Dying stars continue to grow, shedding their outer layers in a ball of fire. A few billion years later,  all that is left of a once brilliant star is it’s hot centre.

It has become a white dwarf, a dead star.

We look to Sirius again. It is hiding a corpse.  Our brightest night-time star has an unseen companion, Sirius B.

Sirius B is a white dwarf, so small and dim only large telescopes can pick it out from its dazzling neighbour.

Sirius A and its companion Sirius B

Sirius A and B. Image credit: NASA



So far, we have traced the life of ‘ordinary’ stars like the Sun. Now find two superstars and a dramatic end to our story.

We look back at Orion and the bright star at the bottom left. This is Rigel, a blue supergiant star shining 60,000 times brighter than our Sun.

This massive star is burning its hydrogen at a prodigious rate and is destined to live only a few million years.

When Rigel begins its death throes, it will swell up to become a red supergiant star.


Orion holds one of these rare stars. We look to the top left and find Betelgeuse, a supergiant star some 1000 times wider than our Sun.

Betelgeuse is living on borrowed time. In its core, a series of nuclear reactions are burning to produce increasingly heavier elements.

Helium fuses to make carbon and on to nitrogen, oxygen, silicon and finally iron. The iron cannot fuse any further and becomes a dead, inert core.

Betelgeuse, a red supergiant star


That core cannot support the star against its own gravity much longer. Soon gravity will collapse the star.

The core will be crushed and the rest of the star will collapse to crash into it.

The outer layers will rebound and blast into space in a supernova explosion. 

When Betelgeuse explodes, it will light up our night sky. We will be able to read a book by the light of an exploding star!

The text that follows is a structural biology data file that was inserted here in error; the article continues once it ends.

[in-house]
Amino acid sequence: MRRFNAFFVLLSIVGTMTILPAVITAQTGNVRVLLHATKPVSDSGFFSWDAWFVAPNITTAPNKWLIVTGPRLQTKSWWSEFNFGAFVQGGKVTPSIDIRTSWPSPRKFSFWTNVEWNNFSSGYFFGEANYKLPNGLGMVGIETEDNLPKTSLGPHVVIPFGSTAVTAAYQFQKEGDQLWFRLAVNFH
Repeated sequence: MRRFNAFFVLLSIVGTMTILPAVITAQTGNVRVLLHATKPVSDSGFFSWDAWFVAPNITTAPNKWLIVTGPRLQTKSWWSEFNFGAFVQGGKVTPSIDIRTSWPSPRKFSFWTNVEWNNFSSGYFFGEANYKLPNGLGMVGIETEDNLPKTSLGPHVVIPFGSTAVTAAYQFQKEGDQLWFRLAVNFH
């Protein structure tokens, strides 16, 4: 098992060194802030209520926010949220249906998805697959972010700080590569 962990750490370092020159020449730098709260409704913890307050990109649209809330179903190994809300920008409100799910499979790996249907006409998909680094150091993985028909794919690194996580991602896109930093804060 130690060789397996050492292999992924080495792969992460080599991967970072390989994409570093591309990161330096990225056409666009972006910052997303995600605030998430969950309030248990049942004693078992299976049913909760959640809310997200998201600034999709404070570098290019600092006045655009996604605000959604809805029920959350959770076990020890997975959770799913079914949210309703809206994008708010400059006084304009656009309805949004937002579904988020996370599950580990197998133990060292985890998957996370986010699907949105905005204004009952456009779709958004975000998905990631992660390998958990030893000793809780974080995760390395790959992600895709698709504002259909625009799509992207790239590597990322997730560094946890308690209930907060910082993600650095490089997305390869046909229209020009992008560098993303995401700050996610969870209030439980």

When the light fades away, Betelgeuse will be gone, its centre crushed by gravity into a black hole.

However exploding stars leave a legacy in the elements they blast into space. These elements can form new stars and planets – like our Earth.

Everything in our planet was made in stars. We are all made of stardust!


Your Discoveries

This story of the life cycle of stars took brilliant scientists many decades to decipher.

We can see that story in a few minutes and in just three constellations!



If you have a telescope, you can see the remnant of a supernova.

Just above the lower horn of Taurus lies the Crab Nebula, the remains of a superstar that exploded a thousand years ago.

At its heart pulses of radiation come from a neutron star, the other possible remnant of a supernova.

A neutron star is so dense that a teaspoonful would weigh in at some 100 billion tons!


To explore the night sky on your PC or tablet, download Stellarium.

Stellarium is a free open source planetarium for your computer.

It shows a realistic sky, just like you see with the naked eye, binoculars or a telescope


Would you like to hear more stargazing tips and Astronomy news?

Do you want to to find out about our upcoming public events?

Follow WonderDome Portable Planetarium on Twitter and Facebook or go to our web site!


The author: Dennis Ashton is a Fellow of the Royal Astronomical Society and a Wonderdome presenter.